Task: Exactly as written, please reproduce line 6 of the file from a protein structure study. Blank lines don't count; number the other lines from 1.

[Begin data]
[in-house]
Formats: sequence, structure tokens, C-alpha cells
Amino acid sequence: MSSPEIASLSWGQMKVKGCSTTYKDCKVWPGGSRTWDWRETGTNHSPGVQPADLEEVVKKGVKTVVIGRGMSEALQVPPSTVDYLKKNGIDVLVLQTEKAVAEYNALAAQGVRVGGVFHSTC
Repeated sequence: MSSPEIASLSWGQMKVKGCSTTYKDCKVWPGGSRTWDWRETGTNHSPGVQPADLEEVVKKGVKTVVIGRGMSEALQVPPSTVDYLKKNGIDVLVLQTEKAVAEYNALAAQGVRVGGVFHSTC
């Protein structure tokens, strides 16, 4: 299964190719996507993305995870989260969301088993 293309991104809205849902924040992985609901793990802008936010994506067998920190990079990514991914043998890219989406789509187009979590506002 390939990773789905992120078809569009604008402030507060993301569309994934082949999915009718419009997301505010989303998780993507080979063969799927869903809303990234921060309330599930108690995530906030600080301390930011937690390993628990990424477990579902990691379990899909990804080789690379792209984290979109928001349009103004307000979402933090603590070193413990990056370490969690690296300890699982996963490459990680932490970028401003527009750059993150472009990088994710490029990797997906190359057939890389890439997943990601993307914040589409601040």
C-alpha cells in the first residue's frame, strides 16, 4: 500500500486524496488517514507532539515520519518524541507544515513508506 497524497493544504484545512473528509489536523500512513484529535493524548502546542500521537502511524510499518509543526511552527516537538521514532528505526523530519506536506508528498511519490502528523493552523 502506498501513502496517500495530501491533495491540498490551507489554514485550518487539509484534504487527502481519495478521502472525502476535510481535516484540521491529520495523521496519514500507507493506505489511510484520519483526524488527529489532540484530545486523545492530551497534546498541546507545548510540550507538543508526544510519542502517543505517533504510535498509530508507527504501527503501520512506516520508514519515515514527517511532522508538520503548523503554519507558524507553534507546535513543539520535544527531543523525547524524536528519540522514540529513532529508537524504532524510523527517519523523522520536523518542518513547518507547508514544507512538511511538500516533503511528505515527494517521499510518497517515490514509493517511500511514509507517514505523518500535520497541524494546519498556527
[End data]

C-alpha cells in the first residue's frame, strides 16, 4: 500500500486524496488517514507532539515520519518524541507544515513508506 497524497493544504484545512473528509489536523500512513484529535493524548502546542500521537502511524510499518509543526511552527516537538521514532528505526523530519506536506508528498511519490502528523493552523 502506498501513502496517500495530501491533495491540498490551507489554514485550518487539509484534504487527502481519495478521502472525502476535510481535516484540521491529520495523521496519514500507507493506505489511510484520519483526524488527529489532540484530545486523545492530551497534546498541546507545548510540550507538543508526544510519542502517543505517533504510535498509530508507527504501527503501520512506516520508514519515515514527517511532522508538520503548523503554519507558524507553534507546535513543539520535544527531543523525547524524536528519540522514540529513532529508537524504532524510523527517519523523522520536523518542518513547518507547508514544507512538511511538500516533503511528505515527494517521499510518497517515490514509493517511500511514509507517514505523518500535520497541524494546519498556527